“We can cut trash in half across America,” WasteZero Chairman John Campbell told a packed room at the Catawba College Center for the Environment on Feb. 23, “and we can do it now.”
The “power of now,” as Campbell put it, was central to his talk. Every day that cities go without adopting a utility pricing model for trash, or “pay-as-you-throw,” is a day they’re choosing to spend money needlessly on waste disposal, pollute the environment, and waste energy. But, Campbell added, going pay-as-you-throw is simple to do, popular, and very effective for the environment and municipal finances.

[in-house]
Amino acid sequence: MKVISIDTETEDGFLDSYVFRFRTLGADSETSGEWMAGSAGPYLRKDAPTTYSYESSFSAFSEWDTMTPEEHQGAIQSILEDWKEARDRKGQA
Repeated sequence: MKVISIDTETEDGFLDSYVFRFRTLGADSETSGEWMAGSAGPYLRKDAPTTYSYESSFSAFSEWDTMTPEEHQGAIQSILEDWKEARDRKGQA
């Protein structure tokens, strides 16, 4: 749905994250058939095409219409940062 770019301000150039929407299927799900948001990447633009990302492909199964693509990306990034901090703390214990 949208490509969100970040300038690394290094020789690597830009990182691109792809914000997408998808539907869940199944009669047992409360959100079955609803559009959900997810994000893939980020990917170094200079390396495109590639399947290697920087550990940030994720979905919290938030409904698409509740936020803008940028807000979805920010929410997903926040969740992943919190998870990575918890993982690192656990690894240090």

Campbell pointed to successes such as Worcester, Mass., which cut its trash by 55% after it began pay-as-you-throw in 1993–and has seen a $95 million positive financial impact. He then told the crowd what pay-as-you-throw could mean for the city of Salisbury, N.C., Catawba College’s home: a decrease in greenhouse gas emissions equal to the effect of taking 1,300 cars off the road annually, energy savings similar to what it takes to power 490 houses for a year, and $830,000 in annual positive financial impact.
And best of all, Campbell concluded, cities can start taking advantage of all those benefits now.
Campbell’s presentation is available here:
An article on the event from the Salisbury Post is available here:
And here is a Q&A on waste reduction from the Center for Environment’s website: